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TransferWise has taken a decision to introduce its debit card for customers in New Zealand and Australia offering a lot of benefits especially for those clients who will use their card abroad.
International money transfer startup TransferWise’s debit card announced that they are finally available in Australia and New Zealand. Also, they said they are expecting a Singapore launch as well by the end of 2019.
TransferWise’s debit card, famous for its low, transparent fees and exchange rates, saw the light of the day in the United Kingdom and Europe last year and in June this year, it became available in the U.S. as well. Since they started their work, approximately 15 million transactions have been made, and a total amount of over $10 billion has been deposited.
Customers in Australia and New Zealand will now have a possibility to utilize the TransferWise Platinum debit Mastercard that will be linked to TransferWise accounts. A business debit card is said to be available as well. The account itself enables its user to own bank account numbers and details in more than one country, which could facilitate money transfers in different currencies and reduce their costs as well.
TransferWise’s co-founder and CEO Kristo Käärmann said that the decision to introduce debit card in Australia and New Zealand is related to the fast rates of their business growth.
“In addition to responding to customer demand, launching the card in Australia and New Zealand was also driven by the fact that Aussies and Kiwis are being overcharged by banks for using their own money abroad. It is expensive to use debit, travel and credit cards for spending or withdrawals,” noted he.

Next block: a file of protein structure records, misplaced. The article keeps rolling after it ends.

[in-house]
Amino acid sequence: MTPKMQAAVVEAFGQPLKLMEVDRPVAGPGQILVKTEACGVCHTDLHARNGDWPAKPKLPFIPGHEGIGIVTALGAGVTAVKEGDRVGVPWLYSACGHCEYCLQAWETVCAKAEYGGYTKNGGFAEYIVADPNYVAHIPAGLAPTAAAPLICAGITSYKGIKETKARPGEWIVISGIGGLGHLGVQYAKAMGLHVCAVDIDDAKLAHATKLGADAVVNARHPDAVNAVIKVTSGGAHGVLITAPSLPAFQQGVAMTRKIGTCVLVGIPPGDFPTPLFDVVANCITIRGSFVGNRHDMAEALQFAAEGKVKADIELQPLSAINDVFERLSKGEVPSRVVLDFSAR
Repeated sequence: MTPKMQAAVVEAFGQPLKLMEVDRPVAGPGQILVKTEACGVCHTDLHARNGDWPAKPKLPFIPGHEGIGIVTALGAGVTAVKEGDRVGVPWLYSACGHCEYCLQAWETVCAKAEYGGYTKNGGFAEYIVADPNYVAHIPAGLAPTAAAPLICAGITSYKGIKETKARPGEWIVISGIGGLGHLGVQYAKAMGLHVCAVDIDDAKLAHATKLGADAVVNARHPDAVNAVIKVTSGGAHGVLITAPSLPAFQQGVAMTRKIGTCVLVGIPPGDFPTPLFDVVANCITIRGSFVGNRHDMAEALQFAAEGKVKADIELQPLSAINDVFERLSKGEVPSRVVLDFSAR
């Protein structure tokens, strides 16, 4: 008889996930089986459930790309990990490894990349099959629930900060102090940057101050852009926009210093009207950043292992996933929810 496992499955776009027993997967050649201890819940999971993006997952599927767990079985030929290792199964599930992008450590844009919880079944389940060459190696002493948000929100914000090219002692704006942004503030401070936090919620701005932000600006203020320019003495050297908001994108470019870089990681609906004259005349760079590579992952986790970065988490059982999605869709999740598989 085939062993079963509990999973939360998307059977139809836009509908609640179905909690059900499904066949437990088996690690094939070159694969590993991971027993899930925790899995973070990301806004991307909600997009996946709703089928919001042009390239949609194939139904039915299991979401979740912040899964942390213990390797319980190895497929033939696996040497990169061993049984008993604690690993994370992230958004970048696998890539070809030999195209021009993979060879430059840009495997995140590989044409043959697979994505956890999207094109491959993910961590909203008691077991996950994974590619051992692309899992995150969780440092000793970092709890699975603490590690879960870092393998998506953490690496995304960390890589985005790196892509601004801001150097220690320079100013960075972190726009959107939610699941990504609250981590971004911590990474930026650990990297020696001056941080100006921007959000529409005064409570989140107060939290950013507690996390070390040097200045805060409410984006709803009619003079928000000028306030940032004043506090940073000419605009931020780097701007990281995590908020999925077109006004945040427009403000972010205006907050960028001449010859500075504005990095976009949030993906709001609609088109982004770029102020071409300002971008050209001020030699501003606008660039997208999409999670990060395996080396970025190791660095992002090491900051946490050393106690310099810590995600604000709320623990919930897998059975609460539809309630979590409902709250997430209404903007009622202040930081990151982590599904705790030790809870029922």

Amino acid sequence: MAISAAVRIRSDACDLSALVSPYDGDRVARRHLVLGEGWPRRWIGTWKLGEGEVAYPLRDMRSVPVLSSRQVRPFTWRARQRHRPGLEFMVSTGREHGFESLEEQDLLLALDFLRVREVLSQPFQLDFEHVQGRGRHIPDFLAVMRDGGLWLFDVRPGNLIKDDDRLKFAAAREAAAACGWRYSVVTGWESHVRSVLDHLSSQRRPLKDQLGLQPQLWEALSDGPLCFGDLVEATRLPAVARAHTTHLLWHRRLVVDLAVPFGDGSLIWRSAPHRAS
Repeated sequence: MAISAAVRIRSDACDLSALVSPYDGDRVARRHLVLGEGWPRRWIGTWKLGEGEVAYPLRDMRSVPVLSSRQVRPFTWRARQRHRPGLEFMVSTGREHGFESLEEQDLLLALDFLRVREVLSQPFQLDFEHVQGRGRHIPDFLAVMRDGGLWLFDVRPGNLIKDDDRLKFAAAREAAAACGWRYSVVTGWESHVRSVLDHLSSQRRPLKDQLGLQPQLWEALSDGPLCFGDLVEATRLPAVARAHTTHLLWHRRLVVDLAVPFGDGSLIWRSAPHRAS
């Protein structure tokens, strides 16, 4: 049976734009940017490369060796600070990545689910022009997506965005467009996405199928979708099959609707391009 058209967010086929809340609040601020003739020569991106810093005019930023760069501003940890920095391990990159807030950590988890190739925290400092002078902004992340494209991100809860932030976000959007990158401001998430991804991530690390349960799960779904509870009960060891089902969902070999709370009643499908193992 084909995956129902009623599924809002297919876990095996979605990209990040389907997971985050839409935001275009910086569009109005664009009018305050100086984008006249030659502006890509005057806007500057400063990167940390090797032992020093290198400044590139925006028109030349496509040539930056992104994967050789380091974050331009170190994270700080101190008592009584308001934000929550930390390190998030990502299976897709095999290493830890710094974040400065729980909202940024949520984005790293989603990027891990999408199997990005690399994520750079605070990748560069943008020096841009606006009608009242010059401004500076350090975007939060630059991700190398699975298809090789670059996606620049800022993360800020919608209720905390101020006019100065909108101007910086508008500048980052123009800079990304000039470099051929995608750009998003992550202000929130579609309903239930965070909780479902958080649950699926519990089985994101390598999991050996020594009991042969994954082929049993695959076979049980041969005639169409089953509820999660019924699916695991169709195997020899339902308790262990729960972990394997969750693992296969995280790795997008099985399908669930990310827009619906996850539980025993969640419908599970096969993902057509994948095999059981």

According to studies conducted by Capital Economics, citizens of Australian lost $2.14 billion last year when they were using their cards abroad. This is because banks and other providers charge transaction fees every time the card is used abroad, plus, they charge an inflated exchange rate. In New Zealand, users lost $1 billion just for the same reason.
“While there are existing multi-currency cards that exist in Australia and New Zealand, they are prohibitively expensive to use. For example in Australia, the TransferWise Platinum debit Mastercard is on average 11 times cheaper than most travel, debit, prepaid and credit cards,” Käärmann said.
The cards don’t have transaction fees or exchange rate markups and cardholders are allowed to withdraw up to AUD $350 every 30 days for free at any ATM in the world.
Nicholas Lembo, who serves as an Australia country manager, confirmed that in Australia, the problem is banks typically charge a whole range of hidden fees that Australians aren’t always aware of — $2.14 billion each.
“That figure is so high in Australia obviously because the market here is very concentrated, and it’s only now, of course, that we’re seeing competition coming into the market, whether it’s TransfersWise, or other FinTech operating in this space.”
In other news, the company last month appointed Adyen NV Chief Financial Officer Ingo Uytdehaage and former Netflix Inc CFO David Wells to its board. In May this year, the company announced closing of a $292 million secondary funding round, which doubled its valuation to $3.5 billion.
Before the appointment of Wells and Uytdehaage, TransferWise’s board was composed of the company’s founders and two of its investors, Alex Rampell from Andreessen Horowitz and Roger Ehrenberg from IA Ventures.